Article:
Ed.'s note: In case you hadn't heard, Ragu experienced a social media crisis last week when it published this video featuring three mommy bloggers talking about what happens when dads cook. To promote the video, Ragu tweeted a link to the video at various dad bloggers. They weren't amused. For instance, C.C. Chapman, a dad and marketing blogger, tweeted: "Hey @ragusauce your campaign SUCKS making fun of dads. Never buying your crap sauce again." It's safe to assume Ragu didn't anticipate this reaction.
I've been thinking a lot about Ragu and the "crisis" it created by tweeting a video to social dads in a very offensive and spam-like way.
Having read what C.C. Chapman wrote here, here and here, as well as Adam Singer, Arik Hanson and Michael Schechter, I think everyone is missing the biggest lesson of all: Twitter is not a promotion and publicity tool. It's not a sales tool, either. It is a social tool.
Granted, I'm not sitting in the room with Ragu and its agency while they decide their strategy, but based on experience, I can make an educated guess that they likely used Klout to determine who to target with their tweets.
And what do we all know about Klout? That it is a great first step in determining influencers if you don't already know who they are. But if you're in PR and don't know who your client's or company's influencers are, shame on you! Klout is not the way to develop your list and begin to send links to those perceived influencers.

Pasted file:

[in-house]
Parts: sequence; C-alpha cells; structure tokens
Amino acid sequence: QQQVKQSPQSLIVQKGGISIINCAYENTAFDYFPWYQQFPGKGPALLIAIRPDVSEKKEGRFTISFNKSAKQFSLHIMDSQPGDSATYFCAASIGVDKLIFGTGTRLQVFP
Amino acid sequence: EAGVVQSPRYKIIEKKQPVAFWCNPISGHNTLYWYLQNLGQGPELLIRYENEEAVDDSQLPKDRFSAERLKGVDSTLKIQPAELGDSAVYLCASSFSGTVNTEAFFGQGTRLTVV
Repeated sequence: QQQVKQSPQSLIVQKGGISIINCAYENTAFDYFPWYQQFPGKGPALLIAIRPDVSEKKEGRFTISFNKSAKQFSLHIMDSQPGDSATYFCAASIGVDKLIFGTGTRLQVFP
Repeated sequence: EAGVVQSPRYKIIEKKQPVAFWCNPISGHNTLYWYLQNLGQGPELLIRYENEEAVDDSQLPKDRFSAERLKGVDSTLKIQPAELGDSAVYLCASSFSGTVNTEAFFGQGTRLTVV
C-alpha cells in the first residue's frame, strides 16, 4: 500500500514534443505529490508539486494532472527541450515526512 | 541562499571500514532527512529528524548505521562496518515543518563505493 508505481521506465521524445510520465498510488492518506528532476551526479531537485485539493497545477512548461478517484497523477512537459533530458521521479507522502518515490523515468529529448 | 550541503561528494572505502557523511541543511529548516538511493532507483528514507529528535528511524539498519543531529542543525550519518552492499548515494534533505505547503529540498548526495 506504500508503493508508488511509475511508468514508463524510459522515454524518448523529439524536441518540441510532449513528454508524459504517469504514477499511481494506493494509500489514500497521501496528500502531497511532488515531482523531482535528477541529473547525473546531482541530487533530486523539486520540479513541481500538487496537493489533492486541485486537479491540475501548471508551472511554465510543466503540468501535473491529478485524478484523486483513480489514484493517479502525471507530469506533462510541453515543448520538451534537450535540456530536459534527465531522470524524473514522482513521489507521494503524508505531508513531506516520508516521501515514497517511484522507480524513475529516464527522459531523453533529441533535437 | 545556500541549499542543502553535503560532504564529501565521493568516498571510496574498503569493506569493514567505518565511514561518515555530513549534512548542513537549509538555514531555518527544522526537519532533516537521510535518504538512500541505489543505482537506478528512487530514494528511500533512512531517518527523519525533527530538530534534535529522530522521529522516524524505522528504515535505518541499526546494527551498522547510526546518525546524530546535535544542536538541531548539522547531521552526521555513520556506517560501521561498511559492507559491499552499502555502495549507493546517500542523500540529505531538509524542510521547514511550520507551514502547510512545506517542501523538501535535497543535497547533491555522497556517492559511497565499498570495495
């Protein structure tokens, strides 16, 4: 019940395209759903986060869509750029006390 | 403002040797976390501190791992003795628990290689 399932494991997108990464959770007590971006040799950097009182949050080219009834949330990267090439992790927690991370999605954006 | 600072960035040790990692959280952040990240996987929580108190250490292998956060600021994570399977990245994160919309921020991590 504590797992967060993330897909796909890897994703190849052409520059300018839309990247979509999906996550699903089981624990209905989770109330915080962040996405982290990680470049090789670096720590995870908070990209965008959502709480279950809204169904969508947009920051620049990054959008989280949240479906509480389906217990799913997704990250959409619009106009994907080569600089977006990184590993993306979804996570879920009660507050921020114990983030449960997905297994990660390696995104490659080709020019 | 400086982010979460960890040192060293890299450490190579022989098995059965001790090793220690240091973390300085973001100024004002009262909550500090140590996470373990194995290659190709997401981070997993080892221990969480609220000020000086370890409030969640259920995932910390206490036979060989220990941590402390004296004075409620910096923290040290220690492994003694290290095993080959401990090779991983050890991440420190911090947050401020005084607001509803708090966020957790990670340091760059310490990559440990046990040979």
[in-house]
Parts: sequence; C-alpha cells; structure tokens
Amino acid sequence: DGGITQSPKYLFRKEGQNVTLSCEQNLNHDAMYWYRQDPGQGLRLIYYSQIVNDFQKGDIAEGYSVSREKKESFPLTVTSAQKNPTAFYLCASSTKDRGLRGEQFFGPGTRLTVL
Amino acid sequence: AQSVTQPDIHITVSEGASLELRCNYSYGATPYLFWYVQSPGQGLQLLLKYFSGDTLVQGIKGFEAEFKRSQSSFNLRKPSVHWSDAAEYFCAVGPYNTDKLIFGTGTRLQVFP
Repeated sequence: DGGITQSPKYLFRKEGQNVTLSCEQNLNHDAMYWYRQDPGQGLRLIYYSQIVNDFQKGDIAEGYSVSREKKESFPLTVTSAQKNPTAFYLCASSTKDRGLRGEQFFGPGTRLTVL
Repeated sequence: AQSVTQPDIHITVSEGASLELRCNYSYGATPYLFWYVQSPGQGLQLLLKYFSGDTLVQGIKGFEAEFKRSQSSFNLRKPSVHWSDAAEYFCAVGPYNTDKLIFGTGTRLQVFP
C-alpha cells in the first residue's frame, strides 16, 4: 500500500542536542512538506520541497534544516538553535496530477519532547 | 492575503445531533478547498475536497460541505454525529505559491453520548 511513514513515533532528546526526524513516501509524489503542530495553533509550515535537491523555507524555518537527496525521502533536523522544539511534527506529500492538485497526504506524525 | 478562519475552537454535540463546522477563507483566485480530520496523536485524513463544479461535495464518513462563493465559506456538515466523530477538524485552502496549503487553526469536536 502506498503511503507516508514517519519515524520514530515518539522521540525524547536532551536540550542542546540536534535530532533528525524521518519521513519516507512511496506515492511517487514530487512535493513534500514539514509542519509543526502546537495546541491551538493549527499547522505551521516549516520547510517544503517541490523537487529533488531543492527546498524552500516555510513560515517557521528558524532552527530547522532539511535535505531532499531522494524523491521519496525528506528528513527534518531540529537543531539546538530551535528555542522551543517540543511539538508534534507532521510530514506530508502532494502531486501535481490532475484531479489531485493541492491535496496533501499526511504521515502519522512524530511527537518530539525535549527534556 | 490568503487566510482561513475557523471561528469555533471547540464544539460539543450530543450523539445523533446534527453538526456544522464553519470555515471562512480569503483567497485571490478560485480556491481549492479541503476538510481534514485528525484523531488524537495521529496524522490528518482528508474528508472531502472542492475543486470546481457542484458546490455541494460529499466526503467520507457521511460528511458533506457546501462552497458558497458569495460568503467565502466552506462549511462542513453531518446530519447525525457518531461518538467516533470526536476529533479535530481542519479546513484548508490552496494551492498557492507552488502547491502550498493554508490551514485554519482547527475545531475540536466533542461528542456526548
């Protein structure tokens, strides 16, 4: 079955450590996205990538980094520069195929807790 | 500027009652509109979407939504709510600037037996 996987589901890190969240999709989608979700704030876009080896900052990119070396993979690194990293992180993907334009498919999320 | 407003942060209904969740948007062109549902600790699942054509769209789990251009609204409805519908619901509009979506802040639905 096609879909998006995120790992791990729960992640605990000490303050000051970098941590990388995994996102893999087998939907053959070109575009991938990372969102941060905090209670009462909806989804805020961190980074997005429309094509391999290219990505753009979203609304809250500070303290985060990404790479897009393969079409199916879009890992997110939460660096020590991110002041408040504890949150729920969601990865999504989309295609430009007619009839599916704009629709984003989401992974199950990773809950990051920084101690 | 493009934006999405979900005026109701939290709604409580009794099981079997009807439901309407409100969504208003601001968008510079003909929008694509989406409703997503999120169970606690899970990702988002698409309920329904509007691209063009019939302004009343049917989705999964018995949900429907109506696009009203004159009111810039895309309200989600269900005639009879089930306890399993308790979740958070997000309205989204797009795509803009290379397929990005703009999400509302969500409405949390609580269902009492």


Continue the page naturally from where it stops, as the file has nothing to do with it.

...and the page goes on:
Let me show you what I mean.
This is Ragu's tweet stream the night everything broke loose:
For those of you who use Twitter, do you see the problem? For those of you who don't use Twitter, how does this make you feel?
This is akin to standing in the grocery store, seeing a man walk in—with or without kids, or even with or without a wedding ring—and saying, "Who makes dinner in your house? Mom or dad?" and then throwing a jar of Ragu at him.
Now let's say you're standing in the grocery store and you ask every man who walks in the same question while throwing a jar of Ragu at him. The first man you did this to happens to be leaving the grocery store at the same time.
How do you think he feels about you and your jar of Ragu as he hurries to his car, fearing you will accost him again? Not good. In fact, he's probably hurrying home to tell his wife, girlfriend or partner what a weird experience he and every man in the grocery store had with the people from Ragu.
Multiply that by one thousand.
Adam Singer said it best during a speech he gave this past spring: If you aren't using the tools yourself, you won't understand how to use them effectively for your client or company.
The moral of this story for businesses around the globe is that if you want to use social tools to build awareness and increase your sales, make sure you work with people who understand their use. It's easy to discover whether or not they're using the tools themselves because it's all online.
Don't just take someone's word for it. Be diligent. Find out what successes and failures he or she has had.
Companies used to hire PR firms for the relationships they had—or could easily create—with journalists. Now companies hire them for their expertise, not only in the digital world and integrating it with traditional tactics, but also in creating relationships with bloggers and influencers to match those they have with journalists.
Please make sure the experts you work with understand and have relationships with the influencers you're targeting. Also make sure they understand how to use each tool differently, but in an integrated way. That will help you avoid some of these issues.
Gini Dietrich is founder and CEO of Arment Dietrich, Inc. A version of this post originally ran on Spin Sucks.